You know the statistics. People are fucking miserable. What is it buying us? Yes, there’s Maslo’s hierarchy of needs. Up to a point, it buys survival. Necessary comfort. A freedom from hunger pangs. A roof. Shoes. Beyond that, I can attest that having enough money to express myself creatively through fashion and interior design, to be able to explore new restaurants with my friends and see experimental theater performances in the notoriously expensive but culture rich environment of NYC brings me actual, tangible happiness. Don’t let anyone tell you otherwise. I’m sure the absolute financial freedom of the upper echelon, the freedom to never have to ask yourself whether you can afford something, also brings its own happiness. But, as many have observed, it’s a phenomenon of diminishing returns. So, what’s motivating us to work? Money? Happiness? What drives us? Well… luckily we have advanced enough as a society to have enough science, philosophy, and social science research to have a reasonable understanding of what actually motivates people. And before we get into the details of that, let’s lay out there, that it isn't money, in the abstract. Money is a metaphor. It is a placeholder. For something else. A feeling. Money is a pinch. The ouch is a feeling that fills the void of emptiness we experience in a society that is prioritizing the wrong things. And it’s not our fault. We didn’t know what was important when we were developing this system. We didn’t have the tools. But now we do. So, let’s dive in. If not money, what matters?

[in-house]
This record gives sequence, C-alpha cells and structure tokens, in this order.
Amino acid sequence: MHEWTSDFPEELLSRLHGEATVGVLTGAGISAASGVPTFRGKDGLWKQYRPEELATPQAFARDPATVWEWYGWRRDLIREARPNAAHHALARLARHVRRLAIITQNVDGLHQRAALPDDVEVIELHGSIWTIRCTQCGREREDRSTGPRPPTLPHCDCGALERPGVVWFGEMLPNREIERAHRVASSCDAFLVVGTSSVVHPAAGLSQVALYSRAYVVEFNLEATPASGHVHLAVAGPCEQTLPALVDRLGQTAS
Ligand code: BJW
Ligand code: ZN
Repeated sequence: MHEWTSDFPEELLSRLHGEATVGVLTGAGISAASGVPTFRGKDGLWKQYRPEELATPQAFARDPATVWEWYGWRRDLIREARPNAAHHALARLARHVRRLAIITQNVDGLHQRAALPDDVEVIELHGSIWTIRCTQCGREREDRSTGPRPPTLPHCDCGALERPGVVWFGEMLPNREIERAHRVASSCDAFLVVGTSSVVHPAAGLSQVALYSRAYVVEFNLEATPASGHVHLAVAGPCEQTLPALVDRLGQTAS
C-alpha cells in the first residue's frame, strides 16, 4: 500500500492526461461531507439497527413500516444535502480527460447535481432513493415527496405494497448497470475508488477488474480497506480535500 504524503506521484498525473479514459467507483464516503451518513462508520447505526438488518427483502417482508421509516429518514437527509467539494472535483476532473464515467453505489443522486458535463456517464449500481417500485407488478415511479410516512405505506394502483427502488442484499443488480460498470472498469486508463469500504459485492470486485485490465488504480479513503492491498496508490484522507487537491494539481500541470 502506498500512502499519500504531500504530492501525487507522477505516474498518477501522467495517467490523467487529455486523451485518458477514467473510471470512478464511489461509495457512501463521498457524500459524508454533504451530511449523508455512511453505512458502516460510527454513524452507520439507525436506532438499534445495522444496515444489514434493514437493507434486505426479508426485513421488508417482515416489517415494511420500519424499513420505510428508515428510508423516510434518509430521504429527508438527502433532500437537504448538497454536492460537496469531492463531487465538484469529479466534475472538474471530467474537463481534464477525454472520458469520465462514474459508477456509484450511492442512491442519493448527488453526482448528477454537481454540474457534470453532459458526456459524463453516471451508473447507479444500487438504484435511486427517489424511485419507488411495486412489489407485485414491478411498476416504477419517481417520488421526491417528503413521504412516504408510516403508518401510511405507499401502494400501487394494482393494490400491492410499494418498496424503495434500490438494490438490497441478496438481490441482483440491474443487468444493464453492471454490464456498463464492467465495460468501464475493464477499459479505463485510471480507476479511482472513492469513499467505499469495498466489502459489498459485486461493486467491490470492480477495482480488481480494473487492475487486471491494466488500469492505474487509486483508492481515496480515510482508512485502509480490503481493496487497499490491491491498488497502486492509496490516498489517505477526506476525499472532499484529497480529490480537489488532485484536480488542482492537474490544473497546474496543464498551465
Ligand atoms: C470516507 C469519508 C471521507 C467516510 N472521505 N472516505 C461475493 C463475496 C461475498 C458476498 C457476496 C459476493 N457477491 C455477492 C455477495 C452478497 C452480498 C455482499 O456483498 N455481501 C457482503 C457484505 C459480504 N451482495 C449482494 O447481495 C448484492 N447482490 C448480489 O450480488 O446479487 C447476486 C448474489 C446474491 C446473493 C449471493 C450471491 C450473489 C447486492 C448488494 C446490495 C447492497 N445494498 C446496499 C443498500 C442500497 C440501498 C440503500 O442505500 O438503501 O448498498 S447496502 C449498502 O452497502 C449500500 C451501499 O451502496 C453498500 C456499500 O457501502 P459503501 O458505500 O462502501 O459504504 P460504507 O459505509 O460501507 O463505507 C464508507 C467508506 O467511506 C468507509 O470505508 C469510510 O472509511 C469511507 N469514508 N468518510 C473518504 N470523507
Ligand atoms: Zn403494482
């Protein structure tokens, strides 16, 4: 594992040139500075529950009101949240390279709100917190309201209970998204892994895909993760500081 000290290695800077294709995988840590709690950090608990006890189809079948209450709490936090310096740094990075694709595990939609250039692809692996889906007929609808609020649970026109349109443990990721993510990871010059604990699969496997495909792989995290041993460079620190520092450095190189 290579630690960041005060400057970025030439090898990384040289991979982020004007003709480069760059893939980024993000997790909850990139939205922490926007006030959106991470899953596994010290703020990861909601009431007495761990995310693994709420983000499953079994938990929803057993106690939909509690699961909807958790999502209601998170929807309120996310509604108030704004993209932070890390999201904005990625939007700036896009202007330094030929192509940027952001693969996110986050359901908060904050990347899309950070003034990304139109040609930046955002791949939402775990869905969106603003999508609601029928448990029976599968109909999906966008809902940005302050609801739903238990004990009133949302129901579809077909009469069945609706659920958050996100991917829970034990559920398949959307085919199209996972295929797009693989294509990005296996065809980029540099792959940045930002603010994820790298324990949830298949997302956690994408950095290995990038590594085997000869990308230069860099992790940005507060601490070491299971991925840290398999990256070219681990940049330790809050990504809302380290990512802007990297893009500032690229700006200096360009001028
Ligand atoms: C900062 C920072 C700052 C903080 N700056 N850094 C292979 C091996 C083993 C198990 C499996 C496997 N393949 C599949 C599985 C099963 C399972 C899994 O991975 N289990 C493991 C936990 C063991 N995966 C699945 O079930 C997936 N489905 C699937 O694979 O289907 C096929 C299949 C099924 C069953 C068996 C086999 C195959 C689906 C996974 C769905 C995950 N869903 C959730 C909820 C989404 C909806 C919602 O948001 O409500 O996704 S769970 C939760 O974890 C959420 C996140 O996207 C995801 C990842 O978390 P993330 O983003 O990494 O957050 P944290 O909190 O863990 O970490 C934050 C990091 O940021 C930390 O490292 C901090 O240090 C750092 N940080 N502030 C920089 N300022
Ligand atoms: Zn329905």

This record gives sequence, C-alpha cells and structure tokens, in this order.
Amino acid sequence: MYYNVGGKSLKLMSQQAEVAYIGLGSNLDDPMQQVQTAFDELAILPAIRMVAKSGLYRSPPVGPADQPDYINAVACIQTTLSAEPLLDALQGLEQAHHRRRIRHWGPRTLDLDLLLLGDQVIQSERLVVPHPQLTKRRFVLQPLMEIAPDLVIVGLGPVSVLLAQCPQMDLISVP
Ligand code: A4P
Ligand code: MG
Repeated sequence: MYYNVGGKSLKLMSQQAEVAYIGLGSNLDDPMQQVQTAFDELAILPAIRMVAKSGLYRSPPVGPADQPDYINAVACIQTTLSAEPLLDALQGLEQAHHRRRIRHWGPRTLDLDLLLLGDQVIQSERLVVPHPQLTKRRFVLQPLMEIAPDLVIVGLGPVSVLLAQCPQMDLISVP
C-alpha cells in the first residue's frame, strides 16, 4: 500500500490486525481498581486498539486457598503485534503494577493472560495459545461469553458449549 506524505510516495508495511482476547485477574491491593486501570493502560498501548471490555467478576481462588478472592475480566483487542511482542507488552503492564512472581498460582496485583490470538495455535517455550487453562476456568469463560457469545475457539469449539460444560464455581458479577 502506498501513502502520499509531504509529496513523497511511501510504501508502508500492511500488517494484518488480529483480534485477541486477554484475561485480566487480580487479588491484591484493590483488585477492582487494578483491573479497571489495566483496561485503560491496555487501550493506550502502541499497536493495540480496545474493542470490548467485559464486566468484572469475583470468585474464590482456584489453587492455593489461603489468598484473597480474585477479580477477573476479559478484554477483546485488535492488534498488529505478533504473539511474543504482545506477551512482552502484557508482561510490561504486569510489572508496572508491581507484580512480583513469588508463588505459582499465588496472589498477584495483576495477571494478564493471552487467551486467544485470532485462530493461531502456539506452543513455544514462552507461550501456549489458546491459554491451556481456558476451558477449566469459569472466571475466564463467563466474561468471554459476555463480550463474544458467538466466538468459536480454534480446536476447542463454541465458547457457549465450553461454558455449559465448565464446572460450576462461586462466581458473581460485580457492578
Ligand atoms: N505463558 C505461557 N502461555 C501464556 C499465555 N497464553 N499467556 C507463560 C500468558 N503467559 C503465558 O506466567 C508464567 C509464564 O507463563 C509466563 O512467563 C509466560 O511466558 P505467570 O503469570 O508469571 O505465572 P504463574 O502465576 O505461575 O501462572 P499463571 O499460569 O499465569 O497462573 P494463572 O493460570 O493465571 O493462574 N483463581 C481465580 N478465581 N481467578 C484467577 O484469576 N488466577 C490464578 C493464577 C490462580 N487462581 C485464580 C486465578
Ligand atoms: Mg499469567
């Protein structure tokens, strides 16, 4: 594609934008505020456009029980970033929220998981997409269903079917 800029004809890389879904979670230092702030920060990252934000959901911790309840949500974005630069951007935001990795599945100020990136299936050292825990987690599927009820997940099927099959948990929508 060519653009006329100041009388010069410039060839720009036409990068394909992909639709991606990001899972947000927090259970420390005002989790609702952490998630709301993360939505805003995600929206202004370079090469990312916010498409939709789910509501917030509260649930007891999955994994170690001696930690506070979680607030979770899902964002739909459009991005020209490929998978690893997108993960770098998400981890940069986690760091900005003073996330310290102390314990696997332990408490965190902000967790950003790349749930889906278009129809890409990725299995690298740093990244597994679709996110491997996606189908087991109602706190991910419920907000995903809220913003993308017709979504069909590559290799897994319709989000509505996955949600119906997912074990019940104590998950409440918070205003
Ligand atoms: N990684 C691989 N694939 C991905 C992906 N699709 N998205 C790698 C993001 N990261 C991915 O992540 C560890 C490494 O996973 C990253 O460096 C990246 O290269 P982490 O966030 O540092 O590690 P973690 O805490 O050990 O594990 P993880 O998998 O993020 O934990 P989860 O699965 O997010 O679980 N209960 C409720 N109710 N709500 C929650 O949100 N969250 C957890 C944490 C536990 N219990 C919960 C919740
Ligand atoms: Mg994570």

Much research has been done on what makes people happy. We know many of the answers. Community is a big one. But we’ll get back to that. First… is happiness the goal we should be striving for? I definitely think it is a worthwhile endeavor. But it isn’t the whole picture. The word I’ll put forth as an all-encompassing goal is fulfillment. Humans want to be happy, but they also want their lives to have meaning. They want to be fulfilled. We don’t want to simply have all of our needs met. It’s possible that this was enough for prehistoric humans. But life is more complicated now, as I’ve previously mentioned. We’ve written books. We’ve constructed governments. We’ve waged wars. We’ve invented philosophy and science. Our relationship to our place in the universe has expanded and we need a society that not only meets our most basic biological needs, but also our most complex and expansive psychological, philosophical, and spiritual ones as well. Which brings me back to how we motivate people. People are not lazy. We don’t want to sit around all day doing nothing. We actually want to work. The difference between the status quo and utopia, in this respect, is that we want to work less and we want to do work we enjoy and that brings us meaning. So, why are we working so much and doing work we don’t love? Xxx. We are currently in the middle of a big paradigm shift: the information revolution. But there have been two such shifts before: the agricultural and industrial revolutions. These two events have shaped the modern age and the nature of work. They have instilled and perpetuated the beliefs upon which our economy and work structure are based. So let’s explore the intricacies of this belief system and its consequences.